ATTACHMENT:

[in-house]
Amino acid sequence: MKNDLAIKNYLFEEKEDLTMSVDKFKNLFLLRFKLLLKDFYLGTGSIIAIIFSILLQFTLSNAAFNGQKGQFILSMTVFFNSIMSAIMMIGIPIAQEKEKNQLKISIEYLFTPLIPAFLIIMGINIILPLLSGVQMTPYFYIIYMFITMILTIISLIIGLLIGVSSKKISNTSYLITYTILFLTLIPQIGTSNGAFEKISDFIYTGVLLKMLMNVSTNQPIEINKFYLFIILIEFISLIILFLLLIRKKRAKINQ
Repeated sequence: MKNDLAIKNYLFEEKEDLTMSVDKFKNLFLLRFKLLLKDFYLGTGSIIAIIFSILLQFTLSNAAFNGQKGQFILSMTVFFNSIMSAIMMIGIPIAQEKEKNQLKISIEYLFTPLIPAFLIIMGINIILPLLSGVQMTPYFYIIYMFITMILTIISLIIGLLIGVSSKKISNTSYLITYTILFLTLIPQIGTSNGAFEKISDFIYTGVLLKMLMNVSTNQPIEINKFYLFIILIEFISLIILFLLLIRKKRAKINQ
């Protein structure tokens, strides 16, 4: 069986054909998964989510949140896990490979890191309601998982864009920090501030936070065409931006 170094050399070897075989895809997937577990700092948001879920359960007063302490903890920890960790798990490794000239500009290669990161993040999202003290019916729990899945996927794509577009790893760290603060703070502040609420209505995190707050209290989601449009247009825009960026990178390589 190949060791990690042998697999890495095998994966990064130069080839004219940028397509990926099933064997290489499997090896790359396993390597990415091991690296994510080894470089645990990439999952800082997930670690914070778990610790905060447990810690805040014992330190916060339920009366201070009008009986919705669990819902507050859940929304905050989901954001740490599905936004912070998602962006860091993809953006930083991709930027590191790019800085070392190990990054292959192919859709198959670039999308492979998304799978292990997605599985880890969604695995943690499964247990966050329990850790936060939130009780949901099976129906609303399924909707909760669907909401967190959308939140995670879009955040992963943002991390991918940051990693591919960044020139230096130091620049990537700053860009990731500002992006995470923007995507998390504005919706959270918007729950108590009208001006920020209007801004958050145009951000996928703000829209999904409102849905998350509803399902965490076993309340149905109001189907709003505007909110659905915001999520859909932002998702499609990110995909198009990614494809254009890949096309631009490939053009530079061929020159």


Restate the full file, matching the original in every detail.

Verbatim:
[in-house]
Amino acid sequence: MKNDLAIKNYLFEEKEDLTMSVDKFKNLFLLRFKLLLKDFYLGTGSIIAIIFSILLQFTLSNAAFNGQKGQFILSMTVFFNSIMSAIMMIGIPIAQEKEKNQLKISIEYLFTPLIPAFLIIMGINIILPLLSGVQMTPYFYIIYMFITMILTIISLIIGLLIGVSSKKISNTSYLITYTILFLTLIPQIGTSNGAFEKISDFIYTGVLLKMLMNVSTNQPIEINKFYLFIILIEFISLIILFLLLIRKKRAKINQ
Repeated sequence: MKNDLAIKNYLFEEKEDLTMSVDKFKNLFLLRFKLLLKDFYLGTGSIIAIIFSILLQFTLSNAAFNGQKGQFILSMTVFFNSIMSAIMMIGIPIAQEKEKNQLKISIEYLFTPLIPAFLIIMGINIILPLLSGVQMTPYFYIIYMFITMILTIISLIIGLLIGVSSKKISNTSYLITYTILFLTLIPQIGTSNGAFEKISDFIYTGVLLKMLMNVSTNQPIEINKFYLFIILIEFISLIILFLLLIRKKRAKINQ
């Protein structure tokens, strides 16, 4: 069986054909998964989510949140896990490979890191309601998982864009920090501030936070065409931006 170094050399070897075989895809997937577990700092948001879920359960007063302490903890920890960790798990490794000239500009290669990161993040999202003290019916729990899945996927794509577009790893760290603060703070502040609420209505995190707050209290989601449009247009825009960026990178390589 190949060791990690042998697999890495095998994966990064130069080839004219940028397509990926099933064997290489499997090896790359396993390597990415091991690296994510080894470089645990990439999952800082997930670690914070778990610790905060447990810690805040014992330190916060339920009366201070009008009986919705669990819902507050859940929304905050989901954001740490599905936004912070998602962006860091993809953006930083991709930027590191790019800085070392190990990054292959192919859709198959670039999308492979998304799978292990997605599985880890969604695995943690499964247990966050329990850790936060939130009780949901099976129906609303399924909707909760669907909401967190959308939140995670879009955040992963943002991390991918940051990693591919960044020139230096130091620049990537700053860009990731500002992006995470923007995507998390504005919706959270918007729950108590009208001006920020209007801004958050145009951000996928703000829209999904409102849905998350509803399902965490076993309340149905109001189907709003505007909110659905915001999520859909932002998702499609990110995909198009990614494809254009890949096309631009490939053009530079061929020159």